Figure 4 shows a modified "walk right" rule, where walking makes the character become hungry. The user creates the "hunger" property by typing "hunger" and "0" into the empty property box at the bottom of the list of properties. To add on to the "walk right" rule, the user clicks on the "Add On" button for that rule. This executes the actions that are already part of the rule, and then lets the user demonstrate further actions. In this case, the user clicks on the "0" in the "hunger" property, and changes it to "1". KidSim generalizes this demonstration to mean "Add 1 to my hunger". If this is not the intended interpretation of the demonstration, the user can edit the description to, for instance, "Put 1 into my hunger". KidSim includes a calculator so that the user can create more complicated rules.
Figure 4. The "Walk Right" rule, modified to increment the character's hunger property.
Besides modifying property values, it is important that rules be able to test properties. The picture on the left side of a rule expresses conditions about the state of the squares neighboring a character, such as "If the square to the right of me is empty". The box below this picture (called the conditions box) is used to add further conditions to the rule.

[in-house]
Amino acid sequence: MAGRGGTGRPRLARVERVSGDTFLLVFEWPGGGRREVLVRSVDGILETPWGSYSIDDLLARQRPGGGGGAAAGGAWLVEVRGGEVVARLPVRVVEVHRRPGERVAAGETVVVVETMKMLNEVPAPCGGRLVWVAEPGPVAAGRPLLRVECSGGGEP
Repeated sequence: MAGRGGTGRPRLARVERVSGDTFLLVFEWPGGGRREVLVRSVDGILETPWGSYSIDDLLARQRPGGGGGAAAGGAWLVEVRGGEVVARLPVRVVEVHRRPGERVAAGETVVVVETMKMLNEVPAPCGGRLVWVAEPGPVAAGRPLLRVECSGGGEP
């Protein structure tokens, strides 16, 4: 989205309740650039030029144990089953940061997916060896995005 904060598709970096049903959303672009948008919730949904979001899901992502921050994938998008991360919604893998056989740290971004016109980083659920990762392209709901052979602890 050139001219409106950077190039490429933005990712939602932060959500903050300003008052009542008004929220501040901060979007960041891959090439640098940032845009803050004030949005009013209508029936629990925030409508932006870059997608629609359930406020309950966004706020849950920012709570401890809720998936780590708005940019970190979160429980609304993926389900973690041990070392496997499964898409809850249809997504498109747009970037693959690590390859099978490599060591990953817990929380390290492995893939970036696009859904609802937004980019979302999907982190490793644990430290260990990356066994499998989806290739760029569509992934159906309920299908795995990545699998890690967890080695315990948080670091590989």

Figure 5 shows a further modification of the "walk right" rule, which will prevent the character from walking if it is too hungry. To create this conditional, the user clicks on the character in the left part of the rule, drags the "hunger" property from the menu that appears, drops it into an empty conditional, types in "10" on the right side of the conditional, and chooses "<" as the test.
The final "walk right" rule can be read as "If there is an empty square to the right of me, and if my hunger is less than 10, then move into the square and add 1 to my hunger".
It should be noted that a rule can refer to the properties of any character.
Figure 5. Creating a conditional. The user clicks on the character to bring up the list of properties and drags the hunger property into the empty conditional box. The user then types in the value "10", and chooses the "<" test from a popup menu.